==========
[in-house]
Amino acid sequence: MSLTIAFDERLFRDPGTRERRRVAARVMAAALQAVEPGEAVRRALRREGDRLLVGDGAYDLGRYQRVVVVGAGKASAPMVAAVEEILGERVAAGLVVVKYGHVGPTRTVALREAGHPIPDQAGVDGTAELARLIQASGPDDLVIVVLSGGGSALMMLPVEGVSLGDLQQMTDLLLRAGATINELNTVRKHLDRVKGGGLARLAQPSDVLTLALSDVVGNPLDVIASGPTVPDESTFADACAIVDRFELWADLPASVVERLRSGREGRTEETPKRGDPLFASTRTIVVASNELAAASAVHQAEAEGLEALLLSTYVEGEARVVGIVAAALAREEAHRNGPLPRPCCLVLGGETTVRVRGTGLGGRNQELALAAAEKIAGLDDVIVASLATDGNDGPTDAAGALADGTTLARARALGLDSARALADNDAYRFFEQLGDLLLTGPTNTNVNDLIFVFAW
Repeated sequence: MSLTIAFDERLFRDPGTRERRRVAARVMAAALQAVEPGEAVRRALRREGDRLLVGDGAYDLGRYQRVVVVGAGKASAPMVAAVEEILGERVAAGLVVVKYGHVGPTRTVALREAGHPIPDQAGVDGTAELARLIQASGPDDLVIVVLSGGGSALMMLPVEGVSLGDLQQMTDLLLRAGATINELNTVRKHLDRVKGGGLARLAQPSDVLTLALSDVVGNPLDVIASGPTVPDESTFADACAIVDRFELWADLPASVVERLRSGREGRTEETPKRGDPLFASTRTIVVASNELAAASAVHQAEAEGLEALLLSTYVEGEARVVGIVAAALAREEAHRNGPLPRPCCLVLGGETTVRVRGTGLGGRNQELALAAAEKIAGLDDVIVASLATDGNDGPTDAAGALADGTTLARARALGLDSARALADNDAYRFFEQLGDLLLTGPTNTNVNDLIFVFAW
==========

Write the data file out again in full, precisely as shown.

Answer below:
[in-house]
Amino acid sequence: MSLTIAFDERLFRDPGTRERRRVAARVMAAALQAVEPGEAVRRALRREGDRLLVGDGAYDLGRYQRVVVVGAGKASAPMVAAVEEILGERVAAGLVVVKYGHVGPTRTVALREAGHPIPDQAGVDGTAELARLIQASGPDDLVIVVLSGGGSALMMLPVEGVSLGDLQQMTDLLLRAGATINELNTVRKHLDRVKGGGLARLAQPSDVLTLALSDVVGNPLDVIASGPTVPDESTFADACAIVDRFELWADLPASVVERLRSGREGRTEETPKRGDPLFASTRTIVVASNELAAASAVHQAEAEGLEALLLSTYVEGEARVVGIVAAALAREEAHRNGPLPRPCCLVLGGETTVRVRGTGLGGRNQELALAAAEKIAGLDDVIVASLATDGNDGPTDAAGALADGTTLARARALGLDSARALADNDAYRFFEQLGDLLLTGPTNTNVNDLIFVFAW
Repeated sequence: MSLTIAFDERLFRDPGTRERRRVAARVMAAALQAVEPGEAVRRALRREGDRLLVGDGAYDLGRYQRVVVVGAGKASAPMVAAVEEILGERVAAGLVVVKYGHVGPTRTVALREAGHPIPDQAGVDGTAELARLIQASGPDDLVIVVLSGGGSALMMLPVEGVSLGDLQQMTDLLLRAGATINELNTVRKHLDRVKGGGLARLAQPSDVLTLALSDVVGNPLDVIASGPTVPDESTFADACAIVDRFELWADLPASVVERLRSGREGRTEETPKRGDPLFASTRTIVVASNELAAASAVHQAEAEGLEALLLSTYVEGEARVVGIVAAALAREEAHRNGPLPRPCCLVLGGETTVRVRGTGLGGRNQELALAAAEKIAGLDDVIVASLATDGNDGPTDAAGALADGTTLARARALGLDSARALADNDAYRFFEQLGDLLLTGPTNTNVNDLIFVFAW